Movies have always played with audience expectations. Louis Lumiére's 1895 short "Tables Turned on the Gardener" concludes its one-minute length with a timeless sight gag. A few decades later, "The Cabinet of Doctor Caligari" pioneered the movie twist by revealing that the majority of its narrative took place within one man's disturbed mind.
The twist eventually became commercialized as a sacred piece of information available only to those willing to pay for it. "Psycho" marquees demanded that audiences not reveal the ending, although its biggest twist arrived just 40 minutes in. Seventeen years later, Darth Vader announced he was Luke's dad at the climax of "The Empire Strikes Back," ensuring demand for "Return of the Jedi."
Today, twists seem readymade for 140-character digestion. (M. Night Shyamalan's career path tracks the twist's diminishing returns, from "Bruce is dead!" in "The Sixth Sense" to "The plants did it!" in "The Happening.") Most recently, media reports about "Scream 4" focused on the expectation of major twists, which director Wes Craven had to combat with an iron fist (and endless nondisclosure forms).
And then you have a deliciously atmospheric movie like "The Double Hour," the directorial debut of Italian filmmaker Giuseppe Capotondi. Borrowing a page from "Memento," it assumes the perspective of an unreliable narrator in ambiguous circumstances.
At its core, "The Double Hour" is a classic noir story of deception. Ksenia Rappoport plays Sonia, a Slovenian immigrant in Turin wasting her days as a hotel maid. Seeking company, she heads to a local speed dating event, where she meets retired cop Guido (Fillipo Timi). His dark, pensive expression quickly wins her over and the two lovebirds head to a fancy country home to spend the weekend away from their dreary urban existence.
Just when they start getting hot and heavy, something terrible happens. I won't reveal the details, but a criminal act occurs; the nature of the crime and identity of the criminals are unclear. Somebody dies (or do they?) and Sonia's world begins to fall apart. She can't tell if she's awake or asleep. Capotondi ably guides the drama into thriller territory, with flashes of jittery horror, as Sonia starts to jump at shadows in her apartment.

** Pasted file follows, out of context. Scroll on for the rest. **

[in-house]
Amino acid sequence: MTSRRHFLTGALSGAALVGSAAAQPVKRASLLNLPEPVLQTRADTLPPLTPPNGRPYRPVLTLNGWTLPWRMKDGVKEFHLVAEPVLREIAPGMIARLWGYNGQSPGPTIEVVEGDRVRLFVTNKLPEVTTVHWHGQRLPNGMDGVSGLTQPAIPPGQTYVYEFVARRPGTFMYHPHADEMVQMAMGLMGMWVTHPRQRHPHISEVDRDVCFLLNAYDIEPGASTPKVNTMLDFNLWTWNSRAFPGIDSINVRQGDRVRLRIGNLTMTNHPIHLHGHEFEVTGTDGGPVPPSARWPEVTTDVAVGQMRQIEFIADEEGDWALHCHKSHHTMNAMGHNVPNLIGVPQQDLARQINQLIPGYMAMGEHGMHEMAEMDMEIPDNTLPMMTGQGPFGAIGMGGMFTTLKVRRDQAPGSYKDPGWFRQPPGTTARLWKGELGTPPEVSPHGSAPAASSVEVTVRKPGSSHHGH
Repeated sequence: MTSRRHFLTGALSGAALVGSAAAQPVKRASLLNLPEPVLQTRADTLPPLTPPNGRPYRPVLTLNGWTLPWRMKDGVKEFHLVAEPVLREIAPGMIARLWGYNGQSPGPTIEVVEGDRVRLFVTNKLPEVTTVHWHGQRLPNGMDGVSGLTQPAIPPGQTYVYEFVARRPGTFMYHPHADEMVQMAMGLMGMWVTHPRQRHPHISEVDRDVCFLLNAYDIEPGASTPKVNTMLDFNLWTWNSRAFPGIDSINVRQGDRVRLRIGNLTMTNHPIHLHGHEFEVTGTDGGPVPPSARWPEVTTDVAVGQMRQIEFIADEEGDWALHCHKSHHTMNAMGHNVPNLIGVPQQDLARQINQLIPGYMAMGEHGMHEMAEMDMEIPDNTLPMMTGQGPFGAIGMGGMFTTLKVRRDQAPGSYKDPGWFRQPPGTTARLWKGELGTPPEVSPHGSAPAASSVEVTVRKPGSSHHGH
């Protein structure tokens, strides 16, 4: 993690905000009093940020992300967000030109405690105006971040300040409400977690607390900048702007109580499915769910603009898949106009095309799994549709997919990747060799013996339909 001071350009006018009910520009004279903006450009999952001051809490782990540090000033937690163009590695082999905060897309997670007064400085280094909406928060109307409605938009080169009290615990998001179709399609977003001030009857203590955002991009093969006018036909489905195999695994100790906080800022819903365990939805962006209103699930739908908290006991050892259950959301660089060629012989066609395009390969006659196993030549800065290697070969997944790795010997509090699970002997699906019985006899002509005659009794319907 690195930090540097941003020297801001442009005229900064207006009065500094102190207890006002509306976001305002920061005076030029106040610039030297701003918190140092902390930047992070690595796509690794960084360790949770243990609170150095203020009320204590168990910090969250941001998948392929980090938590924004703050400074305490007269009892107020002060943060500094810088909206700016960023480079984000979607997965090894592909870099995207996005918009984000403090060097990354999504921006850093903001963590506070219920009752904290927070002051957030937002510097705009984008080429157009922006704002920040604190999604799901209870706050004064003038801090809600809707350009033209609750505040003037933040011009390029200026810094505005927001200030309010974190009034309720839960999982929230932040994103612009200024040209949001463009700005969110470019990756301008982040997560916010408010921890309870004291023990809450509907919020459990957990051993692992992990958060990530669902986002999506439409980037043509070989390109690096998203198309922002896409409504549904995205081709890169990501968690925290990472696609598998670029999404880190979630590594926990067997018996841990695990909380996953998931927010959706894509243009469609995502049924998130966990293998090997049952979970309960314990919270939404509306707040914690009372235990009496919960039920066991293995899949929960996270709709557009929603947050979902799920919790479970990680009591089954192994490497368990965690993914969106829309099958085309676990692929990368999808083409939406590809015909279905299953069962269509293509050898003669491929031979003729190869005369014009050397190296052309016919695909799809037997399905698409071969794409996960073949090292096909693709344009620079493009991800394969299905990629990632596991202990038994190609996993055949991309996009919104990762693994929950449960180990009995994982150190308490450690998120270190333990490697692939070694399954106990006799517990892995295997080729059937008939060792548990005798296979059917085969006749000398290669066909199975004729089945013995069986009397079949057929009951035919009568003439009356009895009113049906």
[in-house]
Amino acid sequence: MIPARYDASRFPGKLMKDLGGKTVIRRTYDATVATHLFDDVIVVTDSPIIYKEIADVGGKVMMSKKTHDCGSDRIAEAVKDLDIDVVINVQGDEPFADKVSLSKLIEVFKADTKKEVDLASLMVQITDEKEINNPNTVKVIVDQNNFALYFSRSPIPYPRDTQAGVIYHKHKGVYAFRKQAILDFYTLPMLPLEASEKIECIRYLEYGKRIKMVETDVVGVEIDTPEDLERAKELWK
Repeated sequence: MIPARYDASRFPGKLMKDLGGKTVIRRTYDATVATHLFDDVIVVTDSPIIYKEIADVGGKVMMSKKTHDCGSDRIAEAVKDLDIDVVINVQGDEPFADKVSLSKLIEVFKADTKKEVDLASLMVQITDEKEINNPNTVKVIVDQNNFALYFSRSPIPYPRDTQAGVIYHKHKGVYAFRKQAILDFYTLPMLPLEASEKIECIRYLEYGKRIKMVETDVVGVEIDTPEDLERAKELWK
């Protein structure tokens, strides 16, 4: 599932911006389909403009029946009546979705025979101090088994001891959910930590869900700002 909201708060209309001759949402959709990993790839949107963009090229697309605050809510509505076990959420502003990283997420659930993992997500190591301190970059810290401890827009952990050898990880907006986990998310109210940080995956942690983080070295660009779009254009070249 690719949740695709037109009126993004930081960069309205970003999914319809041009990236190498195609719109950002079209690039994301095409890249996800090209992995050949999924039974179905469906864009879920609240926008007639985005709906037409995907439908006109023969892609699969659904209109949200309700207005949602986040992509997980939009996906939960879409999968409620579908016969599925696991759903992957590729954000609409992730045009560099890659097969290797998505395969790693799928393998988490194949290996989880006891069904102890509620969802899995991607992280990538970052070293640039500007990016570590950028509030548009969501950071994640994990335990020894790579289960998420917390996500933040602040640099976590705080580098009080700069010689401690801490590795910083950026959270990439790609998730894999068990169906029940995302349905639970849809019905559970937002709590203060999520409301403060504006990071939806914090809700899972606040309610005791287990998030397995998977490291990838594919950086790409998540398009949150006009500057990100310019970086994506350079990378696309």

The first twist arrives 50 minutes into the action; several more follow. For long stretches, just as things start to make sense, the labyrinthian trajectory continues to confound.
Capatondi relentlessly explores Sonia's subjectivity, forcing viewers to keep up and then tricking them into reaching the wrong conclusion. With so many possibilities in play, Capotondi can't possibly reach a satisfying payoff. However, the majority of the experience is a remarkably fluid detective story.
By the time the credits roll, it's easy enough to map out the story on paper, which makes "The Double Hour" look a lot less accomplished. The logic of the ending, however, hardly conveys the beguiling process involved in getting there.
HOW WILL IT PLAY? Aided by strong reviews and top awards from the Venice Film Festival, "The Double Hour" could do decent business in limited release and find a welcome home on VOD.
criticWIRE grade: B+
"The Double Hour" opens in New York on Friday at Lincoln Plaza Cinema and the Sunshine Cinema.